The voice of one crying out in the wilderness:
‘Prepare the way of the Lord,
make his paths straight.
Every valley shall be filled,
and every mountain and hill shall be made low,
and the crooked shall be made straight,
and the rough ways made smooth;
and all flesh shall see the salvation of God.’”
How do we make a way? We repent, which makes our paths straight and direct. We fill valleys and lower hills – this explicitly has economic and political consequences. We smooth out what is rough, straighten out was is crooked. And through that, the world sees how God is saving the earth.
We do the work of God to prepare for the Kingdom to Come so that people can name Jesus as their Lord. Incredibly, it is not just forgiveness that saves these people, it is their repentance, the result of which is good fruit. The passage goes on and I am never satisfied, so allow me to go on as well.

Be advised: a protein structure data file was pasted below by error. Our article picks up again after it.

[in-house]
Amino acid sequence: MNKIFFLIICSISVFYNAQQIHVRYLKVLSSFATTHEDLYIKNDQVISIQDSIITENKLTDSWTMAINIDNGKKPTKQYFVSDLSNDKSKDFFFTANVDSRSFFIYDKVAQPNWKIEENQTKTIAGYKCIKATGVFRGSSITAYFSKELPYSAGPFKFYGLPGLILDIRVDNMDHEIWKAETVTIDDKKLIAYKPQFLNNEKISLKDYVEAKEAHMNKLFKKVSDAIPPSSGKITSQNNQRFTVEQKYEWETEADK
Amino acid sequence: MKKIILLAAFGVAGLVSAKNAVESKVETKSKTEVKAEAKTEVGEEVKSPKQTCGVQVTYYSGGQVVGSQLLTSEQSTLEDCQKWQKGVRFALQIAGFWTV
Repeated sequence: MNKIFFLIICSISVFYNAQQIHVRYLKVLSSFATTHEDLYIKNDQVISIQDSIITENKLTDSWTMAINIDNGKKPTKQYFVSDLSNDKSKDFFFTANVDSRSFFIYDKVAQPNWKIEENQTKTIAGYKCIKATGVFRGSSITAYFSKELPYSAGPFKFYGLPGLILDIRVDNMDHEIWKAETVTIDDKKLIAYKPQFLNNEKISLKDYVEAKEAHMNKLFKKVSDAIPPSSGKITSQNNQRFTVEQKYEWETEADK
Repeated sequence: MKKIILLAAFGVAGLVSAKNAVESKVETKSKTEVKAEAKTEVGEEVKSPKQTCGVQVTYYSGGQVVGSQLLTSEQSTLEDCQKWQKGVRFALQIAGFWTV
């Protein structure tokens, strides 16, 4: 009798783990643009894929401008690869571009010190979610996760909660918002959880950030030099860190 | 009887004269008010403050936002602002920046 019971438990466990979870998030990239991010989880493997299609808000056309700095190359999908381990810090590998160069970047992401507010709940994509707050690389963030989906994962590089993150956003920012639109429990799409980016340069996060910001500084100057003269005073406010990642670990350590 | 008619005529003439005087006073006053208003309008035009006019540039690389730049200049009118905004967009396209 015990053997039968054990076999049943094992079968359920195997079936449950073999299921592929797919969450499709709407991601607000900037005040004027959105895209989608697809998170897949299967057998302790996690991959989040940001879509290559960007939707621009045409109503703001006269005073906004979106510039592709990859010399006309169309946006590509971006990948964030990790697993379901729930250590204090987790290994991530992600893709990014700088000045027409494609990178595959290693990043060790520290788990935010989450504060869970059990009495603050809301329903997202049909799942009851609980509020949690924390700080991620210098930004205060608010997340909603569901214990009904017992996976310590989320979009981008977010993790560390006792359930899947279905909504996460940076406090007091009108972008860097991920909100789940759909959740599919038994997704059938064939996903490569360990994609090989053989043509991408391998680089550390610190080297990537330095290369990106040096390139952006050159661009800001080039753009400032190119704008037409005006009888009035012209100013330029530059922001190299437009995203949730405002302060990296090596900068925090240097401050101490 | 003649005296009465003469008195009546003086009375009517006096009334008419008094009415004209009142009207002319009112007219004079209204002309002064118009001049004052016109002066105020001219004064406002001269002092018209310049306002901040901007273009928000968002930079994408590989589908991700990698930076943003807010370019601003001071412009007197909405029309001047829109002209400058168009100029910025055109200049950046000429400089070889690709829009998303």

John the Baptist is about to change their lives, so he’s leading the way. Jewish people approach him, and his rage is clear, he calls them a brood of vipers, which Jesus will later call them. See how angry John is, how unafraid he is, to tell the truth, unconcerned about the response of the people he’s preaching to. He wants to deliver the truth. Prophets can be like that, and so often they’re told they’re impolite or acting not in love. But these are ways to silence them and the power of their message. Listen to this:
John said to the crowds that came out to be baptized by him, “You brood of vipers! Who warned you to flee from the wrath to come? Bear fruits worthy of repentance. Do not begin to say to yourselves, ‘We have Abraham as our ancestor’; for I tell you, God is able from these stones to raise up children to Abraham. Even now the ax is lying at the root of the trees; every tree therefore that does not bear good fruit is cut down and thrown into the fire.”
He actually wonders who warned them to be saved! But the baptism alone doesn’t save them. Bear fruits worthy of repentance. Your heritage isn’t good enough. Where’s your family from? Unimportant, that’s what John the Baptist says. The heirs of the covenant? They can be raised just from stones, they aren’t important anymore. John goes on, if you don’t bear fruits of repentance. Outcomes of repentance, then you’ll be cut down and through into the fire.